Back to the way Neo’s meeting with Groff-Smith rhymes with the Morpheus scenes from the first movie. At some point, the building’s sprinkler system will be activated as Neo and Groff fight, which is very reminiscent of the very wet, chaotic skyscraper rescue scene from 1999 when Neo blasted away the agents with a turret.

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You can hear this new version of Smith once again dead-naming Neo, calling him “Mr. Anderson” with so much hatred on his face. We see him pull out a pistol and take a shot at Neo, a moment that likely connects to a scene from the first trailer where we see Reeves kneeling before a gun pointed at his head. How is this going to play out?!

We know Neo’s fight with Groff won’t be isolated to a single executive’s office. They’ll also fight in what looks like a dilapidated bathroom that evokes not only their very first battle in the city’s subway system but also Morpheus’ sacrifice in the second act of The Matrix. There too the captain of the Nebuchadnezzar gets his ass kicked by Smith in an old bathroom. But we know from the final moment in this trailer that Neo can still hold his own, declaring to Groff that he still knows kung fu. Here are your member berries, aren’t they delicious?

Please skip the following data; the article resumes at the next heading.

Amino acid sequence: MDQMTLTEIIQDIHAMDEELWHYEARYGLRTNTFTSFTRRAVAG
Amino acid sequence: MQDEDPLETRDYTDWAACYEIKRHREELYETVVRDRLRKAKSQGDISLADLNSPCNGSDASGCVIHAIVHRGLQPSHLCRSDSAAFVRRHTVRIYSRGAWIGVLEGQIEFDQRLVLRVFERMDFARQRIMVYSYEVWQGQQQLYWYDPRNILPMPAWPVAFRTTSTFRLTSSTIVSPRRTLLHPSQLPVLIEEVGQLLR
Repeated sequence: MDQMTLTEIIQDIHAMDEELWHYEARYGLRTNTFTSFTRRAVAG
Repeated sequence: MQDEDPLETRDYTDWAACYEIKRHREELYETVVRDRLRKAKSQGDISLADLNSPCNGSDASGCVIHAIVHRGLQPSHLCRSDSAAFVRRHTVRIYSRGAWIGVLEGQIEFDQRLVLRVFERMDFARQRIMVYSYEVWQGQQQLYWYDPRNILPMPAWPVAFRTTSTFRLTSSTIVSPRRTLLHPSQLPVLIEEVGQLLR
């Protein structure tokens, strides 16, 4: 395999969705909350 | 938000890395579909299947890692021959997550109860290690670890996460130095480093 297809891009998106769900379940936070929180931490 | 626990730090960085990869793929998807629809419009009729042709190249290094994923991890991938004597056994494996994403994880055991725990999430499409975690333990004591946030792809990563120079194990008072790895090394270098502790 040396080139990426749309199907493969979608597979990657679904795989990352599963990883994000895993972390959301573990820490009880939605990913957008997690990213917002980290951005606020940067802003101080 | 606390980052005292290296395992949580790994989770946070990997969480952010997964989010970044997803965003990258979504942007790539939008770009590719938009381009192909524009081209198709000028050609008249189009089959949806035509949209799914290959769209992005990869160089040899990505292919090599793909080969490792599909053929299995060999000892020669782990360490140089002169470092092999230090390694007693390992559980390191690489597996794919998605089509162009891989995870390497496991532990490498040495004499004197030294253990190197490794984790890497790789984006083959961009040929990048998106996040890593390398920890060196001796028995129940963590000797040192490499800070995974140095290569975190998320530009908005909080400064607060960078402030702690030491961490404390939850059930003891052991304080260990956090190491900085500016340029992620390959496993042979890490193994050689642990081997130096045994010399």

But as we’ve learned throughout The Matrix saga, not all is always as it seems. Is it possible that the Groff scenes in the trailer are just a misdirection? After all, the Groff/Smith connection does seem oh so obvious, while so many of the other loops are far more mysterious. What if Smith is actually wearing a completely different face?

For months, fans have been asking what the hell is going on with Abdul-Mateen’s Morpheus. How can Morpheus be so young again when Neo, Trinity, Niobe, and the Merovingian have all aged both in and outside the Matrix? Well, is it possible that’s not really Morpheus at all but someone else wearing a familiar face to trick the good guys?

In a previous teaser also themed around the concept of deja vu, The Matrix Resurrections offers a very intriguing possibility. At one point, as Trinity warns Neo about the danger of deja vus in the teaser, Weaving’s face slowly transforms into Abdul-Mateen’s, whose Morpheus is also wearing a very familiar get-up…

We first saw Morpheus dressed as an agent in the first trailer. He can be seen running down a hallway with Bugs as other agents chase after them. It was easy to assume then that this was somehow Morpheus in disguise, pretending to be an agent in order to infiltrate some enemy holdout or other. But the aforementioned teaser suggests that the rabbit hole goes much deeper than that.

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Could Morpheus actually be Smith disguising himself in order to hit Neo where it’ll hurt the most? It certainly would add new meaning to their scenes inside the dojo where Morpheus goads Neo into fighting for Trinity.

What are your Smith theories? I’d love to read them in the comments!

The Matrix Resurrections opens in theaters and on HBO Max on Dec. 22.